The four characters in the performance brilliantly worked together to bring this story to life. We first met Natasha, played by Managing Director Carla Parker, who seemed lost and lonely. Parker's portrayal of this mother, struggling with challenges beyond the war, was heartbreaking. As the other two members of her family-her husband, Sergei, and their daughter, Kiki-arrived in the rubble-filled hiding space, there were moments of grief, because of the continuation of the war outside, and relief, because of their ability to find each other in the midst of terror. Sergei, portrayed by Brian Witkowicz, was a clearly caring man struggling to understand his role in this war. Just like his wife, he was fighting a battle within himself, and Witkowicz's authentic performance communicated this extremely well. The third family member, Kiki, passionately performed by Quinn Coffman, added a layer of perspective that brought me to tears. Her monologue was gut wrenching yet inspiring, and her commitment to this role was admirable. Looking in Coffman's eyes as her character spoke her horrible truth felt like looking the war in the eyes, only the war was a woman my age, now a soldier, staring back at me. The talent of these three actors forced the audience to feel connected to their experiences and confronted the audience with an invading thought: this could happen anywhere.

The fourth character was The Voice, and although we never laid eyes on it, The Voice wasn't just a voice-it was the war. Denys Lyubimov, a Ukrainian voice actor, periodically filled the theater with ominous noise as he spoke horrors of war into the lives of the family.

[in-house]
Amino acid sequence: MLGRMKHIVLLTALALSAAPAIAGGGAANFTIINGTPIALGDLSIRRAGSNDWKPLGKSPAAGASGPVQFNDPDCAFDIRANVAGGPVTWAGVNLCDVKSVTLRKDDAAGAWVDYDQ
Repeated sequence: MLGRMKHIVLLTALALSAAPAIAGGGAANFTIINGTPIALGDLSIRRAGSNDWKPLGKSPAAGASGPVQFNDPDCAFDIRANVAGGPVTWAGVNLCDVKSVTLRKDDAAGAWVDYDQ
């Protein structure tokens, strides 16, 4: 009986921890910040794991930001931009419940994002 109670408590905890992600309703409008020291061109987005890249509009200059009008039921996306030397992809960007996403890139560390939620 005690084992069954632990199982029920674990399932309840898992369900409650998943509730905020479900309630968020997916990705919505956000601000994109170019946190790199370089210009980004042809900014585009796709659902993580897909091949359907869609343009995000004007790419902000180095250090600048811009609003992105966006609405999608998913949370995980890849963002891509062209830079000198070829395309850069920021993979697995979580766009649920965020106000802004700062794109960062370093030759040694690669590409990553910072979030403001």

The Voice haunted the family, the performance, and all of us in the audience. Lyubimov's contribution to this show was incredibly impactful and necessary. Without The Voice, the war would have only been the setting of the story, and the war isn't the setting, it's the reason.

Of course the actors were the major focus of the performance, but the set, created by Matthew Posey and Izk Davies, provided a visual context that transported the audience to the family's hiding space. There was manufactured rubble all on the sides of the stage, Ukrainian graffiti scattered around the backdrop, and as the war zone cityscape continuously played on the theater walls, it was impossible to ignore the reality of this war.

Ochre House Theater crafted a heartbreaking, yet beautiful story of the survival of family while also bringing attention to a crisis that is happening in the world right now. Don't just click through headlines and choose to close the tab; buy a ticket to ?oeарн?- троянди (FUTILE ROSES) and force yourself to witness this family's struggle. The performance will be available in film, directed by Josh D. Jordan. In the meantime, the talented Quinn Coffman recommends donating what you are able to A Chance in Life, a non-profit organization that supports families and individuals in Ukraine.


Ochre House Theater April 20-23 & 27-30. Purchase tickets through the Ochre House Theater website. Run time: 35-40 minutes. To learn more about the amazing talent behind the scenes, read the digital program here.

Photo Credit: Ochre House Theater